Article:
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Foreigners Meeting FAA Regulations  
User currently offlineWolfpack From , joined Dec 1969, posts, RR:
Posted (14 years 8 months 2 weeks 6 days 4 hours ago) and read 1614 times:

How does the U.S. allow other airlines to fly into U.S. air space not being sure of how safe those aircrafts are.
Can you imagine one of them droping in the middle of Miami or Atlanta? Would that need to happen to then make changes? I am not refering to big operators such as BA,JAL,Quantas just smaller ones from Central, South America and the former U.S.S.R. where resources might be tough. Please expressyour thoughts about this topic.

3 replies: All unread, jump to last
User currently offlineAirplay From , joined Dec 1969, posts, RR:
Reply 1, posted (14 years 8 months 2 weeks 5 days 4 hours ago) and read 1581 times:

Most countries with a civil airworthiness authority like the US FAA have agreements in place with other countries to recognize the Certificate of Airworthiness issued by the other country as a flight authority. (a C of A is one type of flight authority not to be confused with Air Traffic Control)

Occasionally when a foreign country fails to meet the minimum requirments of the agreement or if there is suspicion of unsafe airworthiness practices, the flight authority can be cancelled. This happened to Columbia a few years ago after the crash of an Avianca airliner.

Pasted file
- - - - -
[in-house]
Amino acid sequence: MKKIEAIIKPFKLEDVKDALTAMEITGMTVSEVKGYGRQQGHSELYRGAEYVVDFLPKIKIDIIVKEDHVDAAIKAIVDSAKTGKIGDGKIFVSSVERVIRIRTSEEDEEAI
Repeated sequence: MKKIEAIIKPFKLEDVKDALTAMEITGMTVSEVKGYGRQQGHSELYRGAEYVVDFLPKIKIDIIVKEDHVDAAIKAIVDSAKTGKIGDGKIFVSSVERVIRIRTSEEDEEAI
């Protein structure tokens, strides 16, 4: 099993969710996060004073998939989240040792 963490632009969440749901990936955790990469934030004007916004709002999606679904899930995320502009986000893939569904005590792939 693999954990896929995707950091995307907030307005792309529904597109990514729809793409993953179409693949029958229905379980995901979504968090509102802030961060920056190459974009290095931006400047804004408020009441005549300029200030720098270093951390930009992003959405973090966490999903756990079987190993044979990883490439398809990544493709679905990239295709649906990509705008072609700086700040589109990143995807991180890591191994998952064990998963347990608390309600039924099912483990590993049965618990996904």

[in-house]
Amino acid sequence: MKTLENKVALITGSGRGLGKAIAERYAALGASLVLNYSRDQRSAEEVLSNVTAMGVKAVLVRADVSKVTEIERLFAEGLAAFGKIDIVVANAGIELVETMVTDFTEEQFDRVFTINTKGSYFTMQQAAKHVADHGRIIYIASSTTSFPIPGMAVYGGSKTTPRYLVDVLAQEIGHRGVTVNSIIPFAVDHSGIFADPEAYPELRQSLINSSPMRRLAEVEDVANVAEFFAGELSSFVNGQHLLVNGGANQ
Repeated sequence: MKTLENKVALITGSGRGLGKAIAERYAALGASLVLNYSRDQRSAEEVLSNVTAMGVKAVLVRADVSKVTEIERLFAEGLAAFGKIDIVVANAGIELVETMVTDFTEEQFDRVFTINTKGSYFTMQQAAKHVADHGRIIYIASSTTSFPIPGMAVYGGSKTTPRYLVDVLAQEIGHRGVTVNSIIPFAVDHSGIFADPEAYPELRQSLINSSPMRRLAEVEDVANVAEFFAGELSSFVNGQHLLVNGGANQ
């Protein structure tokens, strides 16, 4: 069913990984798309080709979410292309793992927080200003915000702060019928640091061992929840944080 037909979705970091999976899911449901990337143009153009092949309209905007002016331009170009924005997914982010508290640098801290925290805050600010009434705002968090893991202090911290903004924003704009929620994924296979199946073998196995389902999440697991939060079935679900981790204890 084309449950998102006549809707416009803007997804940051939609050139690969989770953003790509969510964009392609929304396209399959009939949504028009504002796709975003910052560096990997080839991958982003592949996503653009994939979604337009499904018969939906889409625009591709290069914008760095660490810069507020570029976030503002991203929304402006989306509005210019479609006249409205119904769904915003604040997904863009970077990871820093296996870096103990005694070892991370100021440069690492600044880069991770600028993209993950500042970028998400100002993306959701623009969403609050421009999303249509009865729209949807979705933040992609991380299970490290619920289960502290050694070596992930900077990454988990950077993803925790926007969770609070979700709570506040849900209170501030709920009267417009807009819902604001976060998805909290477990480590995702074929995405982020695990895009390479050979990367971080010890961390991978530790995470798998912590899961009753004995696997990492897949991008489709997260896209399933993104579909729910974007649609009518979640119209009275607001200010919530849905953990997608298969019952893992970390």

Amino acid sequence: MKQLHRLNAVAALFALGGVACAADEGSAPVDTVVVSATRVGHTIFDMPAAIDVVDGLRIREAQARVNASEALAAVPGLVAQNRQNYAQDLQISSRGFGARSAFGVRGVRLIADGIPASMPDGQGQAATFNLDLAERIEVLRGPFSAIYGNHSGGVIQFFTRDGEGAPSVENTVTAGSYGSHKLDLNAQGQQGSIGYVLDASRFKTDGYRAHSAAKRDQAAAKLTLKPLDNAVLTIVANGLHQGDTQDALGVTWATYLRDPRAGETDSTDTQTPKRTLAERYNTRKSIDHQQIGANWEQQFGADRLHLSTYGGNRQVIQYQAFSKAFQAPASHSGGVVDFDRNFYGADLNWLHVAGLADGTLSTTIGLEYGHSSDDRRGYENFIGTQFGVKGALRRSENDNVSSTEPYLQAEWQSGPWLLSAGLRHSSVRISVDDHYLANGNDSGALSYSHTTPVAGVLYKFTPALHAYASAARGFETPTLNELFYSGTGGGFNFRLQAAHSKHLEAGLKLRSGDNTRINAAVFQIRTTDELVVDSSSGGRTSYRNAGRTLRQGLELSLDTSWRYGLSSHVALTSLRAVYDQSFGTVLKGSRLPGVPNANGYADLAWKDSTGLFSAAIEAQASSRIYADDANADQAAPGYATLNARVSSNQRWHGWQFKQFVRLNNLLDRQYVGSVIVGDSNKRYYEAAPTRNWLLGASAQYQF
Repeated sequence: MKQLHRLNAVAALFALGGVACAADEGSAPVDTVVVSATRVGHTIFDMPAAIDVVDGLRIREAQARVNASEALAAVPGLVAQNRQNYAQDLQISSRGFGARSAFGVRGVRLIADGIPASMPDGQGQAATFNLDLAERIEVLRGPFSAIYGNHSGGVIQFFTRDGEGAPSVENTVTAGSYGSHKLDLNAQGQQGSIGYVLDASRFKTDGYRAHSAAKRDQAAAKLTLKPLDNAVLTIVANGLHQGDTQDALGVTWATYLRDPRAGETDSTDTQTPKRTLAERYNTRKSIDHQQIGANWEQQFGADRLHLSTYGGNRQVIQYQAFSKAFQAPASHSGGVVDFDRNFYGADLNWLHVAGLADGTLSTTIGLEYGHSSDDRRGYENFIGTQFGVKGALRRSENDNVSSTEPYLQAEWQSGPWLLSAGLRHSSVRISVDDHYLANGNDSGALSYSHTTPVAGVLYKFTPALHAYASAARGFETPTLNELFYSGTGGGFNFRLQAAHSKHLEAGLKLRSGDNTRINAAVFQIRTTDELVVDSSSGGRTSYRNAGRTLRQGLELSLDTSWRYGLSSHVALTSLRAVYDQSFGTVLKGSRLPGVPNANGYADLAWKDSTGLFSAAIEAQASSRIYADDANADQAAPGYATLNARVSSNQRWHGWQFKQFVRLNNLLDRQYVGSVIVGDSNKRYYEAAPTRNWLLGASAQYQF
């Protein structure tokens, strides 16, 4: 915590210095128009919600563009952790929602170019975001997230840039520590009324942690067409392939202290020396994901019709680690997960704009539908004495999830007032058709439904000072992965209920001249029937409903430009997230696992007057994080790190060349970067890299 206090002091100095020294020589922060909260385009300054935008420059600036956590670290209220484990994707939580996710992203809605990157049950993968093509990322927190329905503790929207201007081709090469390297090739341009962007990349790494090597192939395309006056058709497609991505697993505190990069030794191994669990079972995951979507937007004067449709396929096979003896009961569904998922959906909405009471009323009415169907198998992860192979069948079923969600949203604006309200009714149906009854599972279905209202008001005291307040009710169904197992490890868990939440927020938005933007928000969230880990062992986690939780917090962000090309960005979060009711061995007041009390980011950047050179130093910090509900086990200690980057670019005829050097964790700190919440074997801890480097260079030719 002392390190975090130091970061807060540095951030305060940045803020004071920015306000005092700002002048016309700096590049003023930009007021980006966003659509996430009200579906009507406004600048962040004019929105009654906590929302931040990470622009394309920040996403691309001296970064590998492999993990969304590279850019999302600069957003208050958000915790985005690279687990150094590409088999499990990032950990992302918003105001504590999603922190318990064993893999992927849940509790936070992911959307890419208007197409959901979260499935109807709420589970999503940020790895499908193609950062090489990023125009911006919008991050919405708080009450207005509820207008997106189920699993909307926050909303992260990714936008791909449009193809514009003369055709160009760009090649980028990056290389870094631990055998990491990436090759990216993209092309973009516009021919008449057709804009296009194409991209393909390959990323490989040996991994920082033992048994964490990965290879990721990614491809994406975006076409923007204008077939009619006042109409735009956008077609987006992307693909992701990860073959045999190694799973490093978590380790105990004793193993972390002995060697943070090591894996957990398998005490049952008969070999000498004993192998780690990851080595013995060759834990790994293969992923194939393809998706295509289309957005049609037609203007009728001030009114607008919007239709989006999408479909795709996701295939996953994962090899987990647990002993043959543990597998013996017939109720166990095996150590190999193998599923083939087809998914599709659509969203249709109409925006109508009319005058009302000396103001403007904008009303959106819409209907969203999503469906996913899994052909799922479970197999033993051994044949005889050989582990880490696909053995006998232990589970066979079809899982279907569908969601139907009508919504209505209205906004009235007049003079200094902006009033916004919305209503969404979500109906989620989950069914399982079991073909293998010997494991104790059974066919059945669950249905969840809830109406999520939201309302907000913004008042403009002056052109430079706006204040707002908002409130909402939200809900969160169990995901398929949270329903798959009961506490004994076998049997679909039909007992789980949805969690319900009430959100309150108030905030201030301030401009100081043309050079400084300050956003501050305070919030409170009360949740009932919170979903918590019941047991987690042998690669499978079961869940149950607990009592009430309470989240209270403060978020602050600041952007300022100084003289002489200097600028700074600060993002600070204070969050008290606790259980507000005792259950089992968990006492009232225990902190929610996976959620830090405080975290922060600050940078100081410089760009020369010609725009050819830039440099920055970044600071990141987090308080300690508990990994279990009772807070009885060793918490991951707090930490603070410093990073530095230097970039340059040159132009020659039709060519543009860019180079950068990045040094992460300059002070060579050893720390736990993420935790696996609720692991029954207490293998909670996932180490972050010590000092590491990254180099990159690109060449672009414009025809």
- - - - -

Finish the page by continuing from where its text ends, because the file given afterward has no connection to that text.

User currently offlineRyu2 From Taiwan, joined Aug 2002, 512 posts, RR: 0
Reply 2, posted (14 years 8 months 1 week 6 days 10 hours ago) and read 1545 times:

Civil aircraft of various Communist and ex-Communist countries, and other "Special" countries, are classified as "Special" by NORAD, and are given special scrutiny when they are flying within the US airspace system.

Reference: http://www.fas.org/spp/military/docops/norad/ins10015.htm

User currently offlineSabenapilot From Belgium, joined Feb 2000, 2748 posts, RR: 46
Reply 3, posted (14 years 8 months 1 week 6 days 10 hours ago) and read 1546 times:

Do you know what ICAO is?

One of the key points of ICAO is that all memberstates have to accept that flights by other ICAO memberstate airlines can freely overfly their territory.
The only restriction they are allowed to make is to create corridors and no fly zones, but then these have to apply for all companies (to avoid protectionism).
To make sure this global system of free passage works with a miminum of safety, all ICAO memberstates have to make sure their local companies meet certain specific international standards.
If for instance Belize lives up to these international minimum requirements, then the FAA can not refuse carriers based in this South American country, or they'd violate ICAO priciples, which in turn could lead to ICAO revocing US carriers the right to overfly other countries....

BTW, Wolfpack, you apparently see foreign carriers overflying the USA as a potential safety risk, basically because they are not resorting under the FAA.
For most Asian and European carriers this is irrelevant since their countries of origine all have authorities similar to the FAA. For other carriers (from the 3rd world) you might be correct, but, have you ever thought about the fact that US carriers overflying a foreign country also involve a safety risk to that country?
I mean, Lockerbie for instance was an attack on US interests, but a lot of British people on the ground were also killed/injured in that attack.
You see, we all have to accept some kind of risk, or we simply couldn't fly anymore.
That's why the FAA has to accept foreign carriers in their airspace, just as other countries accept US planes.

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